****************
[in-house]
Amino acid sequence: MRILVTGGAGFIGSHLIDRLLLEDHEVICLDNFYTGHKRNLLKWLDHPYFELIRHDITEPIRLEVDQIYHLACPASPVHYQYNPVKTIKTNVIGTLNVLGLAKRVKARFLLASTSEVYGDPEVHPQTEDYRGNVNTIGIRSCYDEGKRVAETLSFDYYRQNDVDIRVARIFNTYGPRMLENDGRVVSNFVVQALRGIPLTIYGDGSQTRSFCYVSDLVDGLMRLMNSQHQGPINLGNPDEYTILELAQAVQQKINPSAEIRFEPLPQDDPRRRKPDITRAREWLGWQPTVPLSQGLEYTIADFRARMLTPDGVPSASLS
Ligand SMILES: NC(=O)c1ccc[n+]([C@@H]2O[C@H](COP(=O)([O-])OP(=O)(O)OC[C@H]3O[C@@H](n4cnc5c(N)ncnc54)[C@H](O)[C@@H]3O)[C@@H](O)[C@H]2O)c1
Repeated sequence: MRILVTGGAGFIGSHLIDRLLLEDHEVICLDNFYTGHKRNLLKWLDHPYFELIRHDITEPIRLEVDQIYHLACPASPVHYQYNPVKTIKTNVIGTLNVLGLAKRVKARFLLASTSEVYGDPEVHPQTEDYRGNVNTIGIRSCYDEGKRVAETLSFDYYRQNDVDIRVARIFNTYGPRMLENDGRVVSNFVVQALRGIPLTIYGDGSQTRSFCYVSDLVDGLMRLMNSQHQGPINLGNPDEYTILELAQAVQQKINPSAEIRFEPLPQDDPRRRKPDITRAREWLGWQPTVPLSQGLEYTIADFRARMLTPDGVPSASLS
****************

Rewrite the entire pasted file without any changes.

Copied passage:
[in-house]
Amino acid sequence: MRILVTGGAGFIGSHLIDRLLLEDHEVICLDNFYTGHKRNLLKWLDHPYFELIRHDITEPIRLEVDQIYHLACPASPVHYQYNPVKTIKTNVIGTLNVLGLAKRVKARFLLASTSEVYGDPEVHPQTEDYRGNVNTIGIRSCYDEGKRVAETLSFDYYRQNDVDIRVARIFNTYGPRMLENDGRVVSNFVVQALRGIPLTIYGDGSQTRSFCYVSDLVDGLMRLMNSQHQGPINLGNPDEYTILELAQAVQQKINPSAEIRFEPLPQDDPRRRKPDITRAREWLGWQPTVPLSQGLEYTIADFRARMLTPDGVPSASLS
Ligand SMILES: NC(=O)c1ccc[n+]([C@@H]2O[C@H](COP(=O)([O-])OP(=O)(O)OC[C@H]3O[C@@H](n4cnc5c(N)ncnc54)[C@H](O)[C@@H]3O)[C@@H](O)[C@H]2O)c1
Repeated sequence: MRILVTGGAGFIGSHLIDRLLLEDHEVICLDNFYTGHKRNLLKWLDHPYFELIRHDITEPIRLEVDQIYHLACPASPVHYQYNPVKTIKTNVIGTLNVLGLAKRVKARFLLASTSEVYGDPEVHPQTEDYRGNVNTIGIRSCYDEGKRVAETLSFDYYRQNDVDIRVARIFNTYGPRMLENDGRVVSNFVVQALRGIPLTIYGDGSQTRSFCYVSDLVDGLMRLMNSQHQGPINLGNPDEYTILELAQAVQQKINPSAEIRFEPLPQDDPRRRKPDITRAREWLGWQPTVPLSQGLEYTIADFRARMLTPDGVPSASLS